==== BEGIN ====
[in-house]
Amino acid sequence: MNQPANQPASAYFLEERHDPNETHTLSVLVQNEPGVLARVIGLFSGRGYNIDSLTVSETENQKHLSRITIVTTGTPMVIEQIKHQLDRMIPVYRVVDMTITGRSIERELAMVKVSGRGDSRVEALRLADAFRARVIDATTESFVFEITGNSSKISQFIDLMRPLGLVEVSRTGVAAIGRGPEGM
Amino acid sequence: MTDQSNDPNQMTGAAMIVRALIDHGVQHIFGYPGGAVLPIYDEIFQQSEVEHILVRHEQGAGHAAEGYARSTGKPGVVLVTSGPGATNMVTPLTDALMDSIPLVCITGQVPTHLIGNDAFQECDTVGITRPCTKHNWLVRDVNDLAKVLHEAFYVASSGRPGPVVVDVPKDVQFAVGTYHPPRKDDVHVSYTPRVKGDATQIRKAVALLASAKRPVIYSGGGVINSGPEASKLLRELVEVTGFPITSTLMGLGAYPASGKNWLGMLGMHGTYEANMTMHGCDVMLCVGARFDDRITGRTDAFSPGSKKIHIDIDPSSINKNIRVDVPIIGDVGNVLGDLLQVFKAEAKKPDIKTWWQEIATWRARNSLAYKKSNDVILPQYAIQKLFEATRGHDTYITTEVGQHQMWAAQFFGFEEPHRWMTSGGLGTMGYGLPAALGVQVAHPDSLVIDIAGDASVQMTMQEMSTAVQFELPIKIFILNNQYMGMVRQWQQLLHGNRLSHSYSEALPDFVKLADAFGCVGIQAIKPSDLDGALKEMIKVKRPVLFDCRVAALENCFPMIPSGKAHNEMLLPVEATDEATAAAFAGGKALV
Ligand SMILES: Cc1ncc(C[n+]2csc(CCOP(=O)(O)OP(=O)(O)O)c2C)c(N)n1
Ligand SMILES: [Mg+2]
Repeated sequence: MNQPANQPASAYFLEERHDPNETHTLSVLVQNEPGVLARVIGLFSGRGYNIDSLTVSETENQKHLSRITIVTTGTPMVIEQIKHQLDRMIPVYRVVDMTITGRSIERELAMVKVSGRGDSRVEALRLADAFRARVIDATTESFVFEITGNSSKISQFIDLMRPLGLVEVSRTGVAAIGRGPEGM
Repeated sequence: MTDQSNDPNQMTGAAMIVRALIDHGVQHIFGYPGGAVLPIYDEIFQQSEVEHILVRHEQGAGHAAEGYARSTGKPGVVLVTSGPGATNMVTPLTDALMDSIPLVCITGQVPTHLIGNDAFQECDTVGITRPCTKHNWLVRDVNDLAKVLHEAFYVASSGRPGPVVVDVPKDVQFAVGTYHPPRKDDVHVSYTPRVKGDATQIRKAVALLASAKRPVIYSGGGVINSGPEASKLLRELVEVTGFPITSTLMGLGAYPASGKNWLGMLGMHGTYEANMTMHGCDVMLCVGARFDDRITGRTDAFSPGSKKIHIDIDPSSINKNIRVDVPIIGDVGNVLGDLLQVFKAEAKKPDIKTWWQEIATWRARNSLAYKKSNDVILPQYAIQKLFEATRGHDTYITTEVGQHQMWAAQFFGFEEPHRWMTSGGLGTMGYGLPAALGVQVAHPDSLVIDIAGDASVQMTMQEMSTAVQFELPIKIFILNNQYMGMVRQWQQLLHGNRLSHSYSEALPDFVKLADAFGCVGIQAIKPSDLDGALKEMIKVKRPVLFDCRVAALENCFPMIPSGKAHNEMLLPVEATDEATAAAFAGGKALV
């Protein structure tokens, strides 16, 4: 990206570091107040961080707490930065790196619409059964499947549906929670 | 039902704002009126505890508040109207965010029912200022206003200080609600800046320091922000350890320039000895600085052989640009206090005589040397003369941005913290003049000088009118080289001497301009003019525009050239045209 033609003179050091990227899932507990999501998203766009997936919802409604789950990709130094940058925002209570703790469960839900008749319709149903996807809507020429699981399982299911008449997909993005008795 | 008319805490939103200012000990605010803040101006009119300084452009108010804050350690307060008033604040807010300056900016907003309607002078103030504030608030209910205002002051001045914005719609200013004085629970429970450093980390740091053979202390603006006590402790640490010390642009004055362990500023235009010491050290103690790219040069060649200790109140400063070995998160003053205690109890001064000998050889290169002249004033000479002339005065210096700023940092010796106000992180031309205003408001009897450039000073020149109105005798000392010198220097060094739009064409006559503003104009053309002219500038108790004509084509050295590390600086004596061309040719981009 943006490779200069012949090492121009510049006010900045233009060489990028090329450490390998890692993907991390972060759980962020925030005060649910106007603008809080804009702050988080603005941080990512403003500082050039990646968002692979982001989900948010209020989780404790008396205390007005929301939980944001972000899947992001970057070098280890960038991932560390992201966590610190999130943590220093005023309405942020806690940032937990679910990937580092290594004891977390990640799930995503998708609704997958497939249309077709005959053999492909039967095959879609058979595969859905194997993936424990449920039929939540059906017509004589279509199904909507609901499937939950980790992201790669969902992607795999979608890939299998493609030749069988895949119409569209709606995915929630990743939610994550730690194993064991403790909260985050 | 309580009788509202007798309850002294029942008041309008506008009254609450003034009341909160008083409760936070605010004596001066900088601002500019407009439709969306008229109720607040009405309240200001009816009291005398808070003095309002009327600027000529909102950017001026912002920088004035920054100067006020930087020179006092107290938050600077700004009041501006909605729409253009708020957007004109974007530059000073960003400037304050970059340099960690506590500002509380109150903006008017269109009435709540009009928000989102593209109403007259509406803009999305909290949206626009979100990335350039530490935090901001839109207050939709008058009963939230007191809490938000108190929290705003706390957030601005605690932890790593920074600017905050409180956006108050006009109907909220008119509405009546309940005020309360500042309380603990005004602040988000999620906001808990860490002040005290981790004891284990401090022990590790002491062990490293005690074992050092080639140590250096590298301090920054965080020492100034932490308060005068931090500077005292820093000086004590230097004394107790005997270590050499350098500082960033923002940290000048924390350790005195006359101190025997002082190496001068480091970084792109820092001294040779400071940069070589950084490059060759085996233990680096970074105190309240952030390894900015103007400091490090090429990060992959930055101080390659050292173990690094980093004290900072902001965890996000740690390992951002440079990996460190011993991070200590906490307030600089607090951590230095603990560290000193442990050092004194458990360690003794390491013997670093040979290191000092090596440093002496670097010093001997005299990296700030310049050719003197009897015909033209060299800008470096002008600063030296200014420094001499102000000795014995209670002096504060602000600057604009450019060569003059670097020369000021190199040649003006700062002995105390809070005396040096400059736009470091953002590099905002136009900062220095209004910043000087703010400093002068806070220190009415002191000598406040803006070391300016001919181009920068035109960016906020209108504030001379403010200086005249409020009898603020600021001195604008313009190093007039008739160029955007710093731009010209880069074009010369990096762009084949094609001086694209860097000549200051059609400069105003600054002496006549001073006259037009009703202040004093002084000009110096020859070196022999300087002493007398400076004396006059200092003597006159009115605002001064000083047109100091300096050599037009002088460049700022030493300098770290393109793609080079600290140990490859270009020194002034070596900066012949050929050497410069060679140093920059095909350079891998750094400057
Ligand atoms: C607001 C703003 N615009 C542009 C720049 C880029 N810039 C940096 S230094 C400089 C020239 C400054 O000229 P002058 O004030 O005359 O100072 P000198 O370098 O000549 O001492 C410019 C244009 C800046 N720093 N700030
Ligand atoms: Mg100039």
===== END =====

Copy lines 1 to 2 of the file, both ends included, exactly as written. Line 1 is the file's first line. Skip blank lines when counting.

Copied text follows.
[in-house]
Amino acid sequence: MNQPANQPASAYFLEERHDPNETHTLSVLVQNEPGVLARVIGLFSGRGYNIDSLTVSETENQKHLSRITIVTTGTPMVIEQIKHQLDRMIPVYRVVDMTITGRSIERELAMVKVSGRGDSRVEALRLADAFRARVIDATTESFVFEITGNSSKISQFIDLMRPLGLVEVSRTGVAAIGRGPEGM